Grimm, H. and Calder, P.C. (2002) Immunonutrition. British Journal of Nutrition, 87, (Supplement s1), 1-1. (doi:10.1079/BJN2001450).
Full text not available from this repository.
It has been recognised for many years that states of nutrient deficiency are associated with an impaired immune response and with increased susceptibility to infectious disease. In turn, infection can affect the status of several nutrients, thus setting up a vicious cycle of under nutrition, compromised immune function and infection. Thus, the focus of much of the research into nutrition, infection and immunity has related to identifying the effects of nutrient deficiencies upon components of the immune response (often using animal models) and, importantly, upon attempts to reduce the occurrence and severity of infectious diseases (often in human settings). Although it is often considered that the problems of under nutrition relate mainly to the developing world, they exist in developed countries especially amongst the elderly, individuals with eating disorders, alcoholics, patients with certain diseases and premature and small-for-gestational age babies. Thus, immunological problems in these groups probably relate, at least in part, to nutrient status. In addition, many diseases which exist amongst the apparently well nourished have a strong immunological component and it is now recognised that at least some of these diseases relate to diet and that their course may be altered by specific changes in nutrient supply. Examples of these diseases include rheumatoid arthritis, Crohn’s disease and atopic diseases. Furthermore, it is now recognised that atherosclerosis, a disease strongly influenced by diet, has an immunological component. Thus, understanding the interaction between nutrition and immune function is fundamental to understanding the development of a multitude of communicable and non-communicable diseases and will offer preventative and therapeutic opportunities to control the incidence and severity of those diseases. The potential to modulate the immune system by specific nutrient interventions has been termed ‘immunonutrition’.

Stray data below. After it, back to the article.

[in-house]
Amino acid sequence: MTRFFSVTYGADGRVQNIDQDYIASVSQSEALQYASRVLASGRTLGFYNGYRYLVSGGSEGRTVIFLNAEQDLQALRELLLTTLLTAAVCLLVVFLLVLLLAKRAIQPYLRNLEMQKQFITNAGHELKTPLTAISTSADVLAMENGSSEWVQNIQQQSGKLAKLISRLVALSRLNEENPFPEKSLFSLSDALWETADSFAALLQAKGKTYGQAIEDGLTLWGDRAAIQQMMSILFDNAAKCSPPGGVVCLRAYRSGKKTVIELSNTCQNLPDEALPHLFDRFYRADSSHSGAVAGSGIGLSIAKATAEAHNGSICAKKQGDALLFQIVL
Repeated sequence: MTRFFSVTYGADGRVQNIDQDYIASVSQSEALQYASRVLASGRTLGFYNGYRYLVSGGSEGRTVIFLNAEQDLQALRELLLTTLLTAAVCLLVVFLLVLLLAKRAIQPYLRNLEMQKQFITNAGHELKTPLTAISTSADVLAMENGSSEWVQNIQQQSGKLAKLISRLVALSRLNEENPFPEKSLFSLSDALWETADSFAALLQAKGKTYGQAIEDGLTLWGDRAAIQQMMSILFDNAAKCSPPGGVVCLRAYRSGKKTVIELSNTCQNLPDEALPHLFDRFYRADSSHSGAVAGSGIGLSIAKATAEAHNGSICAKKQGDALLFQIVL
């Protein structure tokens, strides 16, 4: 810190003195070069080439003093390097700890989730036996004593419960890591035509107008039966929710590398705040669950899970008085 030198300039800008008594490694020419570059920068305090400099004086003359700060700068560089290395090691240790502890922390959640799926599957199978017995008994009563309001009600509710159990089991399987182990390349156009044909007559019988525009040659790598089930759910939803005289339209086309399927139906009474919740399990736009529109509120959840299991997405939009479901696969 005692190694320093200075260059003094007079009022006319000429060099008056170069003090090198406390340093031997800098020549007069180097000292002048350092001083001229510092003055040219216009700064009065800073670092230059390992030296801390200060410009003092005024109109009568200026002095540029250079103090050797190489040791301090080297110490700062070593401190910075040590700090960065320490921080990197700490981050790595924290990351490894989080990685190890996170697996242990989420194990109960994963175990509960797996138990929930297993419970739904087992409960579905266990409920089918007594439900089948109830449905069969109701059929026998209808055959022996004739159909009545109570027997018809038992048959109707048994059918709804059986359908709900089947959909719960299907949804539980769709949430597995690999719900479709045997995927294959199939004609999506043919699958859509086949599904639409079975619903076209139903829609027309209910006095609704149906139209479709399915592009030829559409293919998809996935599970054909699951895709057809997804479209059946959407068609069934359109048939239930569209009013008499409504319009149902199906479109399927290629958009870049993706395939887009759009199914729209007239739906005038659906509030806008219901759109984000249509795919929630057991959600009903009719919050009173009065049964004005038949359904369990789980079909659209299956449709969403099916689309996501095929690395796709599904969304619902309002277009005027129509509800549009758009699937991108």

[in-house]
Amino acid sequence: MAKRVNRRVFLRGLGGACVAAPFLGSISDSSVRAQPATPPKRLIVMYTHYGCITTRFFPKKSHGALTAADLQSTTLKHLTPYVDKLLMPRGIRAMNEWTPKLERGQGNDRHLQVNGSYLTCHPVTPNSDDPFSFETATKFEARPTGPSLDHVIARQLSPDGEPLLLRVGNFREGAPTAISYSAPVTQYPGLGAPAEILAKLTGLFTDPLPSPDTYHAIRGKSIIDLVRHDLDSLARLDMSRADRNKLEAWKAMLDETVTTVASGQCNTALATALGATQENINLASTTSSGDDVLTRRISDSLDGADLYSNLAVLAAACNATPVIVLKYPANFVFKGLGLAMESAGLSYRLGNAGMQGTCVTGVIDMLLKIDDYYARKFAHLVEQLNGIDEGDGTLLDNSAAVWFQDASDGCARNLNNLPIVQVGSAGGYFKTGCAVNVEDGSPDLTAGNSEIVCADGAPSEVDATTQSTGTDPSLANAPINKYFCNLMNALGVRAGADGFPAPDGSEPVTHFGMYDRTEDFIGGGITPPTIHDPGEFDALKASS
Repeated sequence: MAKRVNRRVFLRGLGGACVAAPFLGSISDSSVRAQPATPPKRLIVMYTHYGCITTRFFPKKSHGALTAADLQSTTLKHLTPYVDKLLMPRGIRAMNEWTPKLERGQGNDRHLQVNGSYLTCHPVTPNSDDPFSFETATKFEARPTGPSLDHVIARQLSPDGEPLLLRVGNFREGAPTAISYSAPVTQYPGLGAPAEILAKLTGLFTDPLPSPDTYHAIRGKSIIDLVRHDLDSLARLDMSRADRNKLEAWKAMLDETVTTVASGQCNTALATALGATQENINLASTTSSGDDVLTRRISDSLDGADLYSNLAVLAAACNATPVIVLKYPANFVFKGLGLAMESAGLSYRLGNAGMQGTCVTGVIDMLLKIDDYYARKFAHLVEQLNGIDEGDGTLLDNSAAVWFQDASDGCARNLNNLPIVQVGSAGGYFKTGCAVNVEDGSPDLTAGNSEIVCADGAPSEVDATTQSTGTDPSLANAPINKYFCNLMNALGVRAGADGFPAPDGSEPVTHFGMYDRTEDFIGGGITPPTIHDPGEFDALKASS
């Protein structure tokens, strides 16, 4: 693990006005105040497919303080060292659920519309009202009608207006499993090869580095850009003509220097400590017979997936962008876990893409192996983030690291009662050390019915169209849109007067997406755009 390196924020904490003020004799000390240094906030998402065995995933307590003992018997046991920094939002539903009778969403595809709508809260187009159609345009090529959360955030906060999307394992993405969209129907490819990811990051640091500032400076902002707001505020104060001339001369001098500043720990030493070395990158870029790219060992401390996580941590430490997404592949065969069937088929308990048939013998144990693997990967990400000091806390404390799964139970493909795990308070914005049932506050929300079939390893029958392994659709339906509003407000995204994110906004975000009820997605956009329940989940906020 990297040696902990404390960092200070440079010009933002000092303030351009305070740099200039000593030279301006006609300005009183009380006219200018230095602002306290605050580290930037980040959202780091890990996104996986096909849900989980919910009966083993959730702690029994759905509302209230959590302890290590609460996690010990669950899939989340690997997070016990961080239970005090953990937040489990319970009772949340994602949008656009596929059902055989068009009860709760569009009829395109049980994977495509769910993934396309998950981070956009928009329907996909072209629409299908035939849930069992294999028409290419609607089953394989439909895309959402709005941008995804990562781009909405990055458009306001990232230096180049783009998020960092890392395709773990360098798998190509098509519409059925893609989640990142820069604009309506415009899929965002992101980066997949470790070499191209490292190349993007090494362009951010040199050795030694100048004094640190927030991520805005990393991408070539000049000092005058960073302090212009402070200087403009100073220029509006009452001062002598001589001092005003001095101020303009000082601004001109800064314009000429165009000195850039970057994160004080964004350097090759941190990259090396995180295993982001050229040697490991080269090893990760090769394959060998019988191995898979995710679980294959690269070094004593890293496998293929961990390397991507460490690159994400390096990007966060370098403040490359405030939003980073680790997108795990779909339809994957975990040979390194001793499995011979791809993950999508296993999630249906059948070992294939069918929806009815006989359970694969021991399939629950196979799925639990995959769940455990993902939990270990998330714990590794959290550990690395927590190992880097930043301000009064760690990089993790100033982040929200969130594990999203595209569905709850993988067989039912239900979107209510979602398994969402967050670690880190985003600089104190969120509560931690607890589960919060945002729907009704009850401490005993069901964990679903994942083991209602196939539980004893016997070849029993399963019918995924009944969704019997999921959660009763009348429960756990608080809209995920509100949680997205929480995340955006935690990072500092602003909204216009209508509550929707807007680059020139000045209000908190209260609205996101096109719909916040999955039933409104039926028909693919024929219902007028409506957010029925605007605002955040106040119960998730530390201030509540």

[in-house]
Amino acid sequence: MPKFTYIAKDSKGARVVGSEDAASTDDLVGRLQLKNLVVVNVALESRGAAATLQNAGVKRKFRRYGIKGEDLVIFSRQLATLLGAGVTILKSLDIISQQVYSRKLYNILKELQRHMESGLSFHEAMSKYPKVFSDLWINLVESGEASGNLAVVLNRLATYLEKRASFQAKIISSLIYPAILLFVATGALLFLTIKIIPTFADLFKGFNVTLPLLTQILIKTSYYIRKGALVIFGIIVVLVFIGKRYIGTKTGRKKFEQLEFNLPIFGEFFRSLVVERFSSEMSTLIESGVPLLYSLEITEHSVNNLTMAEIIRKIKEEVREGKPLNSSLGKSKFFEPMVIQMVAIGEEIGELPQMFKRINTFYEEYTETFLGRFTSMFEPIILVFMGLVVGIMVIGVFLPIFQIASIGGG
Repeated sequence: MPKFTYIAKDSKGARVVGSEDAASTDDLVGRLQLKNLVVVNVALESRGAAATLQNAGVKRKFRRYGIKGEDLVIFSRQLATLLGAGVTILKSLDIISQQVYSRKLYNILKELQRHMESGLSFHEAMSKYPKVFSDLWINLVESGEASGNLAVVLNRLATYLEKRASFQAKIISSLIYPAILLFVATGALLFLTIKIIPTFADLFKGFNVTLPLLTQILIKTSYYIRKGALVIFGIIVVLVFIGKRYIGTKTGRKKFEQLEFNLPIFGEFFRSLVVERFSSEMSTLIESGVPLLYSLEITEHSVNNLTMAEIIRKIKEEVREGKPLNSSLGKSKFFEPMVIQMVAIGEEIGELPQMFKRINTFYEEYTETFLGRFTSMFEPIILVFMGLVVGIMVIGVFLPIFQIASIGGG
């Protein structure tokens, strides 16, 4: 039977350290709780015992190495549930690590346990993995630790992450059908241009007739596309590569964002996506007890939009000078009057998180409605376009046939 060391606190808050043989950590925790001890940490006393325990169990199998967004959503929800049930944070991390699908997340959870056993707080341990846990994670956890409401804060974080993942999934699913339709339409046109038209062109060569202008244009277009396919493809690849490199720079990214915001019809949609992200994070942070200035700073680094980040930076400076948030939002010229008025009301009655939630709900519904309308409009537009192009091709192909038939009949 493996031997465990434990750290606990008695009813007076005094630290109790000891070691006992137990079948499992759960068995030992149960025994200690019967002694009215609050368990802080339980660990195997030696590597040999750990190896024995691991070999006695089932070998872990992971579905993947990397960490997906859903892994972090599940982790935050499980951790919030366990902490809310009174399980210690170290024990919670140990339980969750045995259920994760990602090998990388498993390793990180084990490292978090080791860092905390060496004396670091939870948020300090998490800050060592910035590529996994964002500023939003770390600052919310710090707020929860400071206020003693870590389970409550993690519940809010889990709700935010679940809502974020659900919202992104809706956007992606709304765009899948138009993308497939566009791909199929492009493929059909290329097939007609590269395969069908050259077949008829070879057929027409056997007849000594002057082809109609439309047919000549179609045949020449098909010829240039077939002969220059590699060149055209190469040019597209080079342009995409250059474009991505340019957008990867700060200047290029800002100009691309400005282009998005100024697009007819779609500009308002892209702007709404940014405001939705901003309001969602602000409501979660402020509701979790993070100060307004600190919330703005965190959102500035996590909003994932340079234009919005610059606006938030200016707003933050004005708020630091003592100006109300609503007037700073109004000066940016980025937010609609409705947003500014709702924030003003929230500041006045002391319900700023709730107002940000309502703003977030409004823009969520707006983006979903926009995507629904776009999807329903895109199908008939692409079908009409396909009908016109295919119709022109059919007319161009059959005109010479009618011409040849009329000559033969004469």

|Subjects:||R Medicine > RB Pathology
R Medicine > RD Surgery
Q Science > QR Microbiology > QR180 Immunology
|Divisions:||University Structure - Pre August 2011 > School of Medicine > Developmental Origins of Health and Disease
|Date Deposited:||31 May 2006|
|Last Modified:||02 Mar 2012 12:46|
|Contributors:||Grimm, H. (Author)
Calder, P.C. (Author)
|Contact Email Address:||P.C.Calder@soton.ac.uk|
|RDF:||RDF+N-Triples, RDF+N3, RDF+XML, Browse.|
Actions (login required)